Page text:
- The Diasporic Griot:James Berry and His Fiction for the Young
Mawuena Kossi Logan is a citizen of Togo and has been a visiting professor at the University of Ohio (Athens), a professor of English at the University of Botswana, and is currently a professor in the Department of Literature in English at the University of the West Indies (Jamaica). He is the author of Narrating Africa: George Henty and the Fiction of Empire (1999), and his journal articles have appeared in such publications as Obsidian III: Literature in the African Diaspora, The Journal of African Children‘s and Youth Literature, The Lion and the Unicorn, and The Children‘s Literature Association Quarterly.
So, why do I say the story is the chief among his fellows? The same reason I think that our people sometimes will give the name Nkolika to their daughters—Recalling-Is-Greatest. Why? Because it is only the story that can continue beyond the war and warrior. . . . It is the story, not the others, that saves our progeny from blundering like blind beggars into the spikes of the cactus fence. The story is our escort; without it, we are blind. Does the blind man own his escort? No, neither do we the story; rather it is the story that owns us and directs us. It is the thing that makes us different from cattle; it is the mark on the face that sets one people apart from their neighbors.(Achebe 114)
Caribbean children's literature, like other African Diasporic literatures for the young, is relatively recent—an event embedded in the larger landscape of history. In Europe, until the seventeenth century, children were considered adults in miniature with no specific and special needs.1 Given the history of slavery and colonization, children's literature written by African and Diasporic authors was still in its infancy in the mid-1900's. Of course, colonial children's literature by colonial authors was meant for children in the metropolis and was stereotypically biased: it lauded the deeds of empire and provided a rationale for colonization and conquest. George Henty, R.M. Ballantyne, and W.H.G. Kingston, to name a few children's authors, come to mind. Hence, Daniel Defoe's Robinson Crusoe and Jonathan Swift's Gulliver's Travels, though not initially written for children and definitely not for African and African Diaspora children, became famous with children worldwide. Caribbean literature written for Caribbean children, like African and African-American literature for [End Page 179] children, has its origins in the oral/vernacular tradition: stories in the form of myths, legends, riddles, and proverbs constitute the bulk of this tradition and served as both entertainment and a way of teaching moral and ethical lessons. As Yahaya Bello points out, "the trickster, Anansi the Spiderman, is so much a part of Caribbean folklore that no collection of Caribbean children's literature would be complete without at least one Anansi story" (Bello 249). While Anansi originates in West Africa among the Akan, these animal stories, folktales, and legends in the Caribbean are "liberally spiced with additional elements" from India, England, France, Spain, Holland, and the indigenous Amerindians (250). This trickster figure is characteristic of Caribbean children's literature because its underlying rationale stems from centuries of imperialist history. Yahaya Bello makes the point:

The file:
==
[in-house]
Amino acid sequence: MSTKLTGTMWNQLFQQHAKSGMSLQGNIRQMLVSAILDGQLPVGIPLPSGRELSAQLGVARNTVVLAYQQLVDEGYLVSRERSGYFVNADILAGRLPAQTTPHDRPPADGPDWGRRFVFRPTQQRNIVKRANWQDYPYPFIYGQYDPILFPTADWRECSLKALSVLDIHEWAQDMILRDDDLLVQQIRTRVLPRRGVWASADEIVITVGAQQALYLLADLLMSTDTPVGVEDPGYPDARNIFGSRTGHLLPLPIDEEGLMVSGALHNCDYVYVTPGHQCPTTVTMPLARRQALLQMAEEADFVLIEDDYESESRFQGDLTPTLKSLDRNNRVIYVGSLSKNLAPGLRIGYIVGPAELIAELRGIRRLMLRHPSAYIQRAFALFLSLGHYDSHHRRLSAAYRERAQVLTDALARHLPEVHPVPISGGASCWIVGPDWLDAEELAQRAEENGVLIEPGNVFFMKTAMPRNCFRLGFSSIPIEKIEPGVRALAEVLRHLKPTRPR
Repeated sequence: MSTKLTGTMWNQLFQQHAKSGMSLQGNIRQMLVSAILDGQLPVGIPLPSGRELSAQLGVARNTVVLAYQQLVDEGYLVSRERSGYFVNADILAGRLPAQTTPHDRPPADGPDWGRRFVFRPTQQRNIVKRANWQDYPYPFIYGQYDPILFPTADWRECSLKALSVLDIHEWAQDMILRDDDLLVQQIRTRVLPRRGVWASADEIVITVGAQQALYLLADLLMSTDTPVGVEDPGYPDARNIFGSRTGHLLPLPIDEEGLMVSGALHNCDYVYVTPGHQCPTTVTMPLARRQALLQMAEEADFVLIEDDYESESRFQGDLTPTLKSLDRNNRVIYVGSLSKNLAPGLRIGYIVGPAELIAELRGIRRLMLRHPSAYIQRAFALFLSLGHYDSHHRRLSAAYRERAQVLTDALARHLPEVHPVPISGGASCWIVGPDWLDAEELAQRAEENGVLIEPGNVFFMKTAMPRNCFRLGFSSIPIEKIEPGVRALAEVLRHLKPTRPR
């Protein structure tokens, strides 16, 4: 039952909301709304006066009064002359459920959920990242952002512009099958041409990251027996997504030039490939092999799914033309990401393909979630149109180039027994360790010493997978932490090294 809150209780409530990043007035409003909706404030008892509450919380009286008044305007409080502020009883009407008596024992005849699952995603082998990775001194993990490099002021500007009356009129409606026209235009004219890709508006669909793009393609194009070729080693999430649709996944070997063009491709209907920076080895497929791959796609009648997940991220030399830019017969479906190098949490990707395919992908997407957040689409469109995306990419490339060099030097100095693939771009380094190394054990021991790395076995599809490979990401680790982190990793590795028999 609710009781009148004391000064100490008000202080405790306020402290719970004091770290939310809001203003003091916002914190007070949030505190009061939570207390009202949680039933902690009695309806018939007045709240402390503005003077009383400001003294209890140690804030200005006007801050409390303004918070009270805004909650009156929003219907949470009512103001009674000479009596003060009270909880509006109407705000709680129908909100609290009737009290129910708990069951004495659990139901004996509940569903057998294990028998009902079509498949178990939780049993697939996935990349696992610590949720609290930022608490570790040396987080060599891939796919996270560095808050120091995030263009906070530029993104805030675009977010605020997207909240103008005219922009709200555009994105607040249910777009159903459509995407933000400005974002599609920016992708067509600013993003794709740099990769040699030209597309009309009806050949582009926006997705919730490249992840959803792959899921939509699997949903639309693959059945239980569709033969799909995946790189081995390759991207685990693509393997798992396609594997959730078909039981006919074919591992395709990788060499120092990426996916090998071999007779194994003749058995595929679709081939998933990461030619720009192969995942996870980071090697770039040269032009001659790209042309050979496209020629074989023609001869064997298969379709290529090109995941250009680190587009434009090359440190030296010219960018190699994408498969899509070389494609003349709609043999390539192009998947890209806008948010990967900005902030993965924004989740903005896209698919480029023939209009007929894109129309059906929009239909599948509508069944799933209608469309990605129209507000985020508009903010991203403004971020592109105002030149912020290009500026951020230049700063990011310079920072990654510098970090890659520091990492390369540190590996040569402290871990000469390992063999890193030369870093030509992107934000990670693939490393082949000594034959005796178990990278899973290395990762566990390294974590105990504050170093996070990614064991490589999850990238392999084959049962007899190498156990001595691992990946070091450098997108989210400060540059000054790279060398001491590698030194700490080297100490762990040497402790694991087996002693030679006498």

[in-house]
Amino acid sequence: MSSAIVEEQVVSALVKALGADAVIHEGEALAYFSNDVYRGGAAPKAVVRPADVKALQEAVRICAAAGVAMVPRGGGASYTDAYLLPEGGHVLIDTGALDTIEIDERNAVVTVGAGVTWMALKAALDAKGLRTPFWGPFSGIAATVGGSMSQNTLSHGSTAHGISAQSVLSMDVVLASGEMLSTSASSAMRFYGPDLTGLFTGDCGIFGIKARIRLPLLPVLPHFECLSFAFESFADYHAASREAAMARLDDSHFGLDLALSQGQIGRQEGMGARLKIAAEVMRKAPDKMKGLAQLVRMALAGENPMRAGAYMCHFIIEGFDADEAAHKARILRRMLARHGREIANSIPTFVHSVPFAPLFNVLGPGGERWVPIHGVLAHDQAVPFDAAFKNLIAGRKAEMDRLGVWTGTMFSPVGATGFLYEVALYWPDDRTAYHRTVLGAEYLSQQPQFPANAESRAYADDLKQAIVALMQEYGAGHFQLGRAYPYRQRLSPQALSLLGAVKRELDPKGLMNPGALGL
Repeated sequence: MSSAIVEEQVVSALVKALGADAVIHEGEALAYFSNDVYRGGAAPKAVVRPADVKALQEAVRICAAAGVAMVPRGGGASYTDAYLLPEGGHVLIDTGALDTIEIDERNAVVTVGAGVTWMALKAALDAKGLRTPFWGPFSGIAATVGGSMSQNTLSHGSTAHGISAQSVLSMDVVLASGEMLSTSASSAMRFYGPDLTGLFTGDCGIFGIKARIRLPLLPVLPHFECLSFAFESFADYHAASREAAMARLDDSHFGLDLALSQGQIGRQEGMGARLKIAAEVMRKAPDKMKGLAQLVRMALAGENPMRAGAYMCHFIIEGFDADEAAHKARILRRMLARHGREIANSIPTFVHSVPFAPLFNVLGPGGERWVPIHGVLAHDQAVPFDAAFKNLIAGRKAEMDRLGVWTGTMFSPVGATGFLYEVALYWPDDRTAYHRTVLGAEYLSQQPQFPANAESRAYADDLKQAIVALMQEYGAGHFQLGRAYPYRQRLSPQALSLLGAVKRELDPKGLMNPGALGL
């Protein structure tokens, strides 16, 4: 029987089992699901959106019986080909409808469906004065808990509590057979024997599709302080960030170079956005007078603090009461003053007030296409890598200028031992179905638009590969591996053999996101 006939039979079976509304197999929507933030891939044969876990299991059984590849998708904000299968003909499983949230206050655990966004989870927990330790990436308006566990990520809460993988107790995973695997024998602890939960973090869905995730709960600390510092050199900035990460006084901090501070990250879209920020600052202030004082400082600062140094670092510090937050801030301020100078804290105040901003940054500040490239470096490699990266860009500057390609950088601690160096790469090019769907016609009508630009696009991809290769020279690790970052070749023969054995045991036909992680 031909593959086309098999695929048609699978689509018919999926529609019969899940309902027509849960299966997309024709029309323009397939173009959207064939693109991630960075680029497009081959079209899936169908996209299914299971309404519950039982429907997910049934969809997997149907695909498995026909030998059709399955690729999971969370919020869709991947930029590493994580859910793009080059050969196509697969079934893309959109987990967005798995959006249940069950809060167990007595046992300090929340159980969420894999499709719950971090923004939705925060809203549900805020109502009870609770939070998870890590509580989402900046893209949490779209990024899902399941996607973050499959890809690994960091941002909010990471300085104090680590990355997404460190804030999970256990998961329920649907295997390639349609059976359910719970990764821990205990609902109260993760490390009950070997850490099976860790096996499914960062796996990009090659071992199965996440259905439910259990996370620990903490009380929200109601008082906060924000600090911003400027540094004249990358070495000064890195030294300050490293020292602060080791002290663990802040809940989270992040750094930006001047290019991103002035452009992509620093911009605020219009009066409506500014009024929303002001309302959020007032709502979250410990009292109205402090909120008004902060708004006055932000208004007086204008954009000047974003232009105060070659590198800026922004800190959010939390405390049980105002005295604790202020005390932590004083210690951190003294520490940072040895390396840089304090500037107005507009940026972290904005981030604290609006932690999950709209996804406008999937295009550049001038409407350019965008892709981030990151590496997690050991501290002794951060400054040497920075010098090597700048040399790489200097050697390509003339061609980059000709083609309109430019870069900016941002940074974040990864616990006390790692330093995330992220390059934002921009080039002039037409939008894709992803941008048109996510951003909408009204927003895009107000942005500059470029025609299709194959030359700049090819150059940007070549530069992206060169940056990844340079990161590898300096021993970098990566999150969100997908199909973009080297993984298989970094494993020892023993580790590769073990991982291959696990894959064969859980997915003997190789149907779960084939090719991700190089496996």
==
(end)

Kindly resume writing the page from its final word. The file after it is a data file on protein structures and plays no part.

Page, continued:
[Anansi] embodies the struggle of the masses of the common people first against the ravages of slavery and later against the oppression wrought by colonialism. . . . [S/he is] the embodiment of the will to resist, through intelligence, guile, and cunning, the will of the slave master.(249–50)
With the Caribbean so recently unshackled from its "legal" colonial status, it is not surprising that these stories of resistance did not see the light of day until the late 1960s, when the vernacular began to gain widespread respectability and official recognition (Bello 251).
My epigraph (and especially Achebe's observation that "the story is our escort") has its counterpart in the writings of Caribbean authors. Jan Carew, a Guyanan, was asked why he rewrites African and Amerindian myths and legends as children's stories:
Because there is a dearth of material for our children...